Newspaper Archive of
The Ortonville Independent
Ortonville, Minnesota
Lyft
April 29, 2003     The Ortonville Independent
PAGE 17     (17 of 34 available)        PREVIOUS     NEXT      Full Size Image
 
PAGE 17     (17 of 34 available)        PREVIOUS     NEXT      Full Size Image
April 29, 2003
 

Newspaper Archive of The Ortonville Independent produced by SmallTownPapers, Inc.
Website © 2019. All content copyrighted. Copyright Information.     Terms Of Use.     Request Content Removal.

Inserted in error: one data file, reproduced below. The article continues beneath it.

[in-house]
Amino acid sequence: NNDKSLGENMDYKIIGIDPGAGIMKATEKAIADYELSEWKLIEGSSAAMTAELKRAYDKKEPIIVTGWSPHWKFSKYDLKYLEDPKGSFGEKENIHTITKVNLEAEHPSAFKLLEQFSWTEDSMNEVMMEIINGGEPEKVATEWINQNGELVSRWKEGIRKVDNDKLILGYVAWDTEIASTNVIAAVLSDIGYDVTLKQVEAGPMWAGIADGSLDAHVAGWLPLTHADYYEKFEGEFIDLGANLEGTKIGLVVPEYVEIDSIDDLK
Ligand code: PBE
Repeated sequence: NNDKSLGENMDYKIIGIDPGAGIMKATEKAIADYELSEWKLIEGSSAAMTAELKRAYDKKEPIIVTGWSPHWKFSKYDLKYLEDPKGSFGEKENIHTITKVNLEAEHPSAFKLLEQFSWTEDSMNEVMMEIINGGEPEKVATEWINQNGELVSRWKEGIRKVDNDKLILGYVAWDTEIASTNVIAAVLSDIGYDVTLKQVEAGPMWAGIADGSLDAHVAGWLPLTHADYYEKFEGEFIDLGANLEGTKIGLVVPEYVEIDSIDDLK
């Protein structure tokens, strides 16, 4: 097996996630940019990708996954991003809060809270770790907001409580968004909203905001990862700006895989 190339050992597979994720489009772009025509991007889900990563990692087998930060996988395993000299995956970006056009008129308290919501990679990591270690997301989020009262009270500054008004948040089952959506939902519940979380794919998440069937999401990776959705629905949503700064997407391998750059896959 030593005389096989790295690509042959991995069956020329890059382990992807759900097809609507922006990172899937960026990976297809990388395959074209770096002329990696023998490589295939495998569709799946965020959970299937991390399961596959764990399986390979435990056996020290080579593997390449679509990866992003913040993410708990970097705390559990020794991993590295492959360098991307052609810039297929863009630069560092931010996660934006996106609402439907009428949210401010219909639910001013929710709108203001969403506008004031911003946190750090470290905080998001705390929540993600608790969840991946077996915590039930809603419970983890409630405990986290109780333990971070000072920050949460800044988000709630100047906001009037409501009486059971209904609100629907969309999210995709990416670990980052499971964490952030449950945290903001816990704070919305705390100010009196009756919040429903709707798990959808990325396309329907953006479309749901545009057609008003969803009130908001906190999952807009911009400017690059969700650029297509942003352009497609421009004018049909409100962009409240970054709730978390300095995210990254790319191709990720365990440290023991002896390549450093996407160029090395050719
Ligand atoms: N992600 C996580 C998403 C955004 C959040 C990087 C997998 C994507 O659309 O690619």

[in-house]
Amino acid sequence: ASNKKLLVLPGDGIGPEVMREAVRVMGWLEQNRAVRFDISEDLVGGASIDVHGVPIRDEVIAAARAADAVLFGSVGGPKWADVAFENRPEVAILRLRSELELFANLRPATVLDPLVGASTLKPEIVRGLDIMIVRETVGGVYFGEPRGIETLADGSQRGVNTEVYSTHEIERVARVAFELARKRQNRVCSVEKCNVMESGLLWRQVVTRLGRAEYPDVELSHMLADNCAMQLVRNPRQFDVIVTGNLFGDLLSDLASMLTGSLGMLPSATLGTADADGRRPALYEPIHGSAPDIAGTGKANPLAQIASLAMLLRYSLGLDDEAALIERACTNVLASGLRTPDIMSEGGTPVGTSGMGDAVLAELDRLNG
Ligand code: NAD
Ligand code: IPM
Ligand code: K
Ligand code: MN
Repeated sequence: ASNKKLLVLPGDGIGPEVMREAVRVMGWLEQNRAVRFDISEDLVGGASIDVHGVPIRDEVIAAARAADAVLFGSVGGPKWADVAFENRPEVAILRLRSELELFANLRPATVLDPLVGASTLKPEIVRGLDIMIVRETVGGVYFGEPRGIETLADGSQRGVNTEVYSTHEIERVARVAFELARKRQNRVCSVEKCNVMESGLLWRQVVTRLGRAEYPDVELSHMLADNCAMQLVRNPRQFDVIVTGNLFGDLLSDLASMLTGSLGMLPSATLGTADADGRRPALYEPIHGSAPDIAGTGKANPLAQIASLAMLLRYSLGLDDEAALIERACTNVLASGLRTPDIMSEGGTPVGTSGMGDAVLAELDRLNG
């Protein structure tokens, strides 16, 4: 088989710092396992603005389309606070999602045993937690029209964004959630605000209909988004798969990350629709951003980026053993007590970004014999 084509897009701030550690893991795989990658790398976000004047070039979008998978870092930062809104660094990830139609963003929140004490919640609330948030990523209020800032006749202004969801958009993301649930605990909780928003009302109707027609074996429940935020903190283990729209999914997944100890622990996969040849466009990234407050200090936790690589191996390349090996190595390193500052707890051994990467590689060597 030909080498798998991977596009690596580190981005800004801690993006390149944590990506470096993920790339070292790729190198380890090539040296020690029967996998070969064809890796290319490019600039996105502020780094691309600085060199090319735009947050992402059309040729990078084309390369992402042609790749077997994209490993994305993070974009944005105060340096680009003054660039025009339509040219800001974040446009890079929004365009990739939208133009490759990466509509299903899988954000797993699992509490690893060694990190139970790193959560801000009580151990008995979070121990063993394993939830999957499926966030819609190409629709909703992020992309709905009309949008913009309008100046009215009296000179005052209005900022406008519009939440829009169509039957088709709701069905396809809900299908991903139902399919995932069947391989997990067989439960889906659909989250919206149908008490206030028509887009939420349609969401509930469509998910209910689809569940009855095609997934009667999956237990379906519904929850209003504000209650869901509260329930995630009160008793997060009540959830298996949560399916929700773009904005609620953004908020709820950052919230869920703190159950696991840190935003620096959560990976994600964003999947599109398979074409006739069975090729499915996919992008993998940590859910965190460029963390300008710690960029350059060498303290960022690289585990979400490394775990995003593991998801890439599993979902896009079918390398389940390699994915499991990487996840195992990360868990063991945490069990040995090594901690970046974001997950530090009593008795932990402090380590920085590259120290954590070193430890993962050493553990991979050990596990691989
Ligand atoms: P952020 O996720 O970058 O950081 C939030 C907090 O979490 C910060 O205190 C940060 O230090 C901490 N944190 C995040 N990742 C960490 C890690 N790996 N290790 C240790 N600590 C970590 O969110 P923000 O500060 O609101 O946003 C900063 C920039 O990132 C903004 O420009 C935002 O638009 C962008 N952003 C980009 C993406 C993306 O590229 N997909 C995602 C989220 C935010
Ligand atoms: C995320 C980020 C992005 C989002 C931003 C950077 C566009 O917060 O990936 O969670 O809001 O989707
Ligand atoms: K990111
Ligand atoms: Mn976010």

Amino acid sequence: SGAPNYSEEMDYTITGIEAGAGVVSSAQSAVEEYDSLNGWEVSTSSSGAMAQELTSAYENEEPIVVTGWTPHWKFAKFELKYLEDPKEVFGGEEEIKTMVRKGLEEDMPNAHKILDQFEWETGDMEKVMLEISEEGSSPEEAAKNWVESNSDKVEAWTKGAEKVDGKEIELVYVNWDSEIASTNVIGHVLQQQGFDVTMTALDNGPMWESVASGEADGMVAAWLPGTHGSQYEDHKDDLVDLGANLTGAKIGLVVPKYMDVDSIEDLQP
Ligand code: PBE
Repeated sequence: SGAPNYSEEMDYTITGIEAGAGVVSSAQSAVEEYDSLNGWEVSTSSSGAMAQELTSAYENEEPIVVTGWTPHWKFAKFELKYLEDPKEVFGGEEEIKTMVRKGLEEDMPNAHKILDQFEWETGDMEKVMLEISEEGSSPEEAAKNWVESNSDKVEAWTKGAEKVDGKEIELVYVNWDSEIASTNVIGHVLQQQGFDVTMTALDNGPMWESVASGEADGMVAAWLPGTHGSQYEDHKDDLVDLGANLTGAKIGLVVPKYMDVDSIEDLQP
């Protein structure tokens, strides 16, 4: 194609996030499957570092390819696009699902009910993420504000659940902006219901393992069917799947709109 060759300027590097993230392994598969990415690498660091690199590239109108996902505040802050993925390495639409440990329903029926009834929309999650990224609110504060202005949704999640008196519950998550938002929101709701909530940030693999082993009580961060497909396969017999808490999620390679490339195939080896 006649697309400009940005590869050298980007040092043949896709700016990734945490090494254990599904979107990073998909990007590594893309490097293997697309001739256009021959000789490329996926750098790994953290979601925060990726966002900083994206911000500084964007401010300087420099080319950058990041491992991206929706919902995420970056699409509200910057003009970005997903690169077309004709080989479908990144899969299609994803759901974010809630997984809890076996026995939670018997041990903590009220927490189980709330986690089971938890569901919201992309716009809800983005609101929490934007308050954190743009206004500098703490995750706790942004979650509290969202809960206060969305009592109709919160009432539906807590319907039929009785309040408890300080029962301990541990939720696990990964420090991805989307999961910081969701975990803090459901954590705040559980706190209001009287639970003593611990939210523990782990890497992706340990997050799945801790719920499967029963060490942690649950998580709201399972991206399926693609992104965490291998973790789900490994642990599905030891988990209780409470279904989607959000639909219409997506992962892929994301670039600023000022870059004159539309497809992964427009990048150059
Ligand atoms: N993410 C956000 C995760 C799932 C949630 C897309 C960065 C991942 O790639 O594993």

RD WINNERS for the Mites include (I-r, back): Johnny Anderson, Josh Tinklenberg, Nathan and Riley Blake. (I-r, front): Sara Tinklenberg, Isaac Knutson, Ben Va[ek, Craig' Mueller. AUTO ACCIDENT NJURY v # WINNERS for the BiR Stone Lake Area Hockey Association were (front): Nick Stolpman, Haukos and Bryan helstad. (Back): Cody Backstrand, Jim Laub, Kole Arndt, Josh Benck report Peterson, Building, 55155 STARTS AS SE ay traditionally of the end" of ;!on. Committees :Y issues have the focus shifts Weeks, both the Will finalize the sectors of agriculture, on. Once each has budget plans, conference committees are named to work out a compromise between the two plans. Hopefully, those compromises will be reached in time for the Legislature to meet its constitutional adjournment deadline of May 19. Overall, the House GOP plan follows the governor's plan, but allows for slightly smaller cuts in a few select areas. In the agricultural arena, the main item of concern remains ethanol producer payments. Gov. Tim Pawlenty's budget plan called for a 10-cent cut in ethanol supports, to 10 cents a gallon. Republicans, who control a majority in the House, proposed to reduce the cut to 7 cents, giving producers 13 cents a gallon. While that beats the Governor's offer, it may not make a practical difference. At least two ethanol plants have told the Legislature that even the reduced cuts would put them out of business. Moreover, to provide the increased funding for ethanol, the House Republican plan relies entirely on a theoretical $100 million increase in revenue from a proposed new casino in the Twin Cities. The problem is that it is highly questionable whether this casino would actually generate that amount of money - and it's not even certain the Legislature will even approve the casino plan at all. In this plan, we are quite literally gambling with the future of a critical rural industry. It's notable that groups allied to the GOP, the Minnesota Family Council and Taxpayers League, are running radio ads against the casino. Even if doing a 4-wheel alignment. & Service Inc. NOW OFFERS:.. 4-Wheel Alignment Tire Sales & Repair Brake Work Suspension Work 839-7197 or 839-2911 547 U.S. Hwy. 12 Ortonville, MN 56278 we could count on the revenue, do we want the social effects of wide open casino gambling? Ever hear anyone call Las Vegas a great place to raise kids? In contrast, a budget-balancing plan crafted by DFLers in the House would minimize cuts to ethanol while also protecting education, senior programs and local aid - and even provide an income tax cut for all Minnesota families with incomes of less than $500,000 a year. Key elements of plan include: * Cuts in ethanol support are reduced to 5 percent - a penny a gallon and cuts to Agricultural Utilization Research Institute, ag-in- the-classroom and other farm programs are also reduced. * Cuts in senior programs like Meals on Wheels and nursing home funding are fully restored. * Education from pre-school through college is held harmless. All the cuts proposed by Gov. Pawlenty are avoided - and so are the school property tax hikes and college tuition hikes that would have followed. * Cuts in aid to cities and counties are 5 percent, compared to the more than 20 percent sought by the Governor. That level can be absorbed without forcing massive city and county property tax increases. * Most other areas of state government are cut 6 percent across the board. Restoring these funds is accomplished by recovering income tax revenue from individuals making more than $250,000 a year and households with incomes of more than $500,000 a year. This is done by adjusting income tax rates to ensure people at all levels on the economic ladder pay an equal share of the tax burden. Incidentally, the House DFL does NOT include the fee on charitable gambling organizations found in the Pawlenty plan. It's worthwhile to note a couple of truths that have been neglected in this debate. Households with incomes of $650,000 received $22,000 in tax cuts and rebates since 1999. The revenue increase on incomes under this proposal is $3,880 for 2003-04 - and they would still be paying less than in 1998. Among all the budget plans offered, none offers a solution to the $4.2 billion deficit without tapping some new source of revenue. The Governor raises fees and property taxes. The House GOP counts on a ghost casino. DFL plans have other tax changes. As the adjournment deadline looms, the question has changed: It is not whether you raise new revenue or not, but how and where you raise it. As always, I appreciate your comments on this or other state issues. You can reach me at 313 State Office Building, St. Paul, MN 55155; telephone (651) 296-4228; or at home at Route 3, Box 90, Madison, MN 56256; telephone (320) 226-1737, or e-mail to rep.aaron.peterson@house.mn Wild turkeys released at eight sites over winter Crews from the Minnesota Minnesota and as far north a Department of Natural Resources, in Mahnomen County in northwestern cooperation with the Minnesota Minnesota. Nelson said each of the Chapter of the National Wild Turkey 189 releases made since 1976 have Federation, released 135 turkeys at been considered successful. sites in five counties during the past "Every release since 1976 has winter. Crews use rocket-propelled resulted in the establishment of at nets to trap turkeys as the turkeys feed least a small population of birds," over bait piles. Nelson said. "Some of the birds Since 1976, DNR crews have been released may have become prey for live trapping wild turkeys from large predators or may have succumbed to flocks in southeastern Minnesota and the elements, but the overall survival releasing them in other areas of the rate is good." state with suitable wild turkey habitat. Nelson said that the DNR has no To date, approximately 4,200 birds plans to release turkeys where habitat have been released in 60 counties may not sustain the birds, such as the across the state. Arrowhead region of northeastern This year, birds released in Mille Minnesota. Lacs, Kannabec and Pine counties The Minnesota Chapter of will also be used in an ongoing St. National Wild Turkey Federation has Cloud State radio-telemetry study that provided volunteers to transport birds will determine if agricultural crops as well as funding to help trapping primarily corn - is critical to winter efforts. survival. Birds were also released in "Without their help, we wouldn't Wadena and Benton counties, be able to continue this program at its "We had a mild winter in the current level," Nelson said. "The southeast, so the birds were all in overall success of the wild turkey pro- excellent condition," said Gary gram has resulted in many additional Nelson, Winona area wildlife manag- hunting opportunities across the er and supervisor of the DNR wild state." turkey trapping program. "However, Minnesota's wild turkey season the weather also made natural foods runs from April 16 through May 25. more available, which hampered our The DNR expects about 22,000 live-trapping efforts." hunters to participate in one of eight Wild turkeys are now found five-day hunting seasons this year. throughout most of southern ( Check out our web site at www.ortonvilleindependent.com ) Whiplash is a powerful force like the sudden, sharp snap of a whip. It hurls your head backwards (hyperextension) and forward (hyperflex- ion), injuring your neck and back. A car accident, sports injury or simply a push from behind - all can cause whiplash injury. Symptoms may not appear right away. Neck pain, headache, dizziness, blurred vision, arm pain and back pain are some of the symptoms that can be related to whiplash. A thorough examination and early treatment when necessary are sound advice following any auto accident. 320-839-2323 H s To Success Past, Present& Fc0000re It takes a lot of studying to earn a college degree, it takes a lot of money too. When you add up the cost of tuition, fees, room, board, books, supples, activities and other expenses, the amount can be overwhelming. If you need financial assistance, we'll be happy to talke with you about our Student Loan Programs. Bob Bauer Stop in and talk to Bob Bauer or Deb Maher Deb Maher Clinton State Bank 320-325-5401 ,2003  INDEPENDENT Page 3b RD WINNERS for the Mites include (I-r, back): Johnny Anderson, Josh Tinklenberg, Nathan and Riley Blake. (I-r, front): Sara Tinklenberg, Isaac Knutson, Ben Va[ek, Craig' Mueller. AUTO ACCIDENT NJURY v # WINNERS for the BiR Stone Lake Area Hockey Association were (front): Nick Stolpman, Haukos and Bryan helstad. (Back): Cody Backstrand, Jim Laub, Kole Arndt, Josh Benck report Peterson, Building, 55155 STARTS AS SE ay traditionally of the end" of ;!on. Committees :Y issues have the focus shifts Weeks, both the Will finalize the sectors of agriculture, on. Once each has budget plans, conference committees are named to work out a compromise between the two plans. Hopefully, those compromises will be reached in time for the Legislature to meet its constitutional adjournment deadline of May 19. Overall, the House GOP plan follows the governor's plan, but allows for slightly smaller cuts in a few select areas. In the agricultural arena, the main item of concern remains ethanol producer payments. Gov. Tim Pawlenty's budget plan called for a 10-cent cut in ethanol supports, to 10 cents a gallon. Republicans, who control a majority in the House, proposed to reduce the cut to 7 cents, giving producers 13 cents a gallon. While that beats the Governor's offer, it may not make a practical difference. At least two ethanol plants have told the Legislature that even the reduced cuts would put them out of business. Moreover, to provide the increased funding for ethanol, the House Republican plan relies entirely on a theoretical $100 million increase in revenue from a proposed new casino in the Twin Cities. The problem is that it is highly questionable whether this casino would actually generate that amount of money - and it's not even certain the Legislature will even approve the casino plan at all. In this plan, we are quite literally gambling with the future of a critical rural industry. It's notable that groups allied to the GOP, the Minnesota Family Council and Taxpayers League, are running radio ads against the casino. Even if doing a 4-wheel alignment. & Service Inc. NOW OFFERS:.. 4-Wheel Alignment Tire Sales & Repair Brake Work Suspension Work 839-7197 or 839-2911 547 U.S. Hwy. 12 Ortonville, MN 56278 we could count on the revenue, do we want the social effects of wide open casino gambling? Ever hear anyone call Las Vegas a great place to raise kids? In contrast, a budget-balancing plan crafted by DFLers in the House would minimize cuts to ethanol while also protecting education, senior programs and local aid - and even provide an income tax cut for all Minnesota families with incomes of less than $500,000 a year. Key elements of plan include: * Cuts in ethanol support are reduced to 5 percent - a penny a gallon and cuts to Agricultural Utilization Research Institute, ag-in- the-classroom and other farm programs are also reduced. * Cuts in senior programs like Meals on Wheels and nursing home funding are fully restored. * Education from pre-school through college is held harmless. All the cuts proposed by Gov. Pawlenty are avoided - and so are the school property tax hikes and college tuition hikes that would have followed. * Cuts in aid to cities and counties are 5 percent, compared to the more than 20 percent sought by the Governor. That level can be absorbed without forcing massive city and county property tax increases. * Most other areas of state government are cut 6 percent across the board. Restoring these funds is accomplished by recovering income tax revenue from individuals making more than $250,000 a year and households with incomes of more than $500,000 a year. This is done by adjusting income tax rates to ensure people at all levels on the economic ladder pay an equal share of the tax burden. Incidentally, the House DFL does NOT include the fee on charitable gambling organizations found in the Pawlenty plan. It's worthwhile to note a couple of truths that have been neglected in this debate. Households with incomes of $650,000 received $22,000 in tax cuts and rebates since 1999. The revenue increase on incomes under this proposal is $3,880 for 2003-04 - and they would still be paying less than in 1998. Among all the budget plans offered, none offers a solution to the $4.2 billion deficit without tapping some new source of revenue. The Governor raises fees and property taxes. The House GOP counts on a ghost casino. DFL plans have other tax changes. As the adjournment deadline looms, the question has changed: It is not whether you raise new revenue or not, but how and where you raise it. As always, I appreciate your comments on this or other state issues. You can reach me at 313 State Office Building, St. Paul, MN 55155; telephone (651) 296-4228; or at home at Route 3, Box 90, Madison, MN 56256; telephone (320) 226-1737, or e-mail to rep.aaron.peterson@house.mn Wild turkeys released at eight sites over winter Crews from the Minnesota Minnesota and as far north a Department of Natural Resources, in Mahnomen County in northwestern cooperation with the Minnesota Minnesota. Nelson said each of the Chapter of the National Wild Turkey 189 releases made since 1976 have Federation, released 135 turkeys at been considered successful. sites in five counties during the past "Every release since 1976 has winter. Crews use rocket-propelled resulted in the establishment of at nets to trap turkeys as the turkeys feed least a small population of birds," over bait piles. Nelson said. "Some of the birds Since 1976, DNR crews have been released may have become prey for live trapping wild turkeys from large predators or may have succumbed to flocks in southeastern Minnesota and the elements, but the overall survival releasing them in other areas of the rate is good." state with suitable wild turkey habitat. Nelson said that the DNR has no To date, approximately 4,200 birds plans to release turkeys where habitat have been released in 60 counties may not sustain the birds, such as the across the state. Arrowhead region of northeastern This year, birds released in Mille Minnesota. Lacs, Kannabec and Pine counties The Minnesota Chapter of will also be used in an ongoing St. National Wild Turkey Federation has Cloud State radio-telemetry study that provided volunteers to transport birds will determine if agricultural crops as well as funding to help trapping primarily corn - is critical to winter efforts. survival. Birds were also released in "Without their help, we wouldn't Wadena and Benton counties, be able to continue this program at its "We had a mild winter in the current level," Nelson said. "The southeast, so the birds were all in overall success of the wild turkey pro- excellent condition," said Gary gram has resulted in many additional Nelson, Winona area wildlife manag- hunting opportunities across the er and supervisor of the DNR wild state." turkey trapping program. "However, Minnesota's wild turkey season the weather also made natural foods runs from April 16 through May 25. more available, which hampered our The DNR expects about 22,000 live-trapping efforts." hunters to participate in one of eight Wild turkeys are now found five-day hunting seasons this year. throughout most of southern ( Check out our web site at www.ortonvilleindependent.com ) Whiplash is a powerful force like the sudden, sharp snap of a whip. It hurls your head backwards (hyperextension) and forward (hyperflex- ion), injuring your neck and back. A car accident, sports injury or simply a push from behind - all can cause whiplash injury. Symptoms may not appear right away. Neck pain, headache, dizziness, blurred vision, arm pain and back pain are some of the symptoms that can be related to whiplash. A thorough examination and early treatment when necessary are sound advice following any auto accident. 320-839-2323 H s To Success Past, Present& Fc0000re It takes a lot of studying to earn a college degree, it takes a lot of money too. When you add up the cost of tuition, fees, room, board, books, supples, activities and other expenses, the amount can be overwhelming. If you need financial assistance, we'll be happy to talke with you about our Student Loan Programs. Bob Bauer Stop in and talk to Bob Bauer or Deb Maher Deb Maher Clinton State Bank 320-325-5401 ,2003  INDEPENDENT Page 3b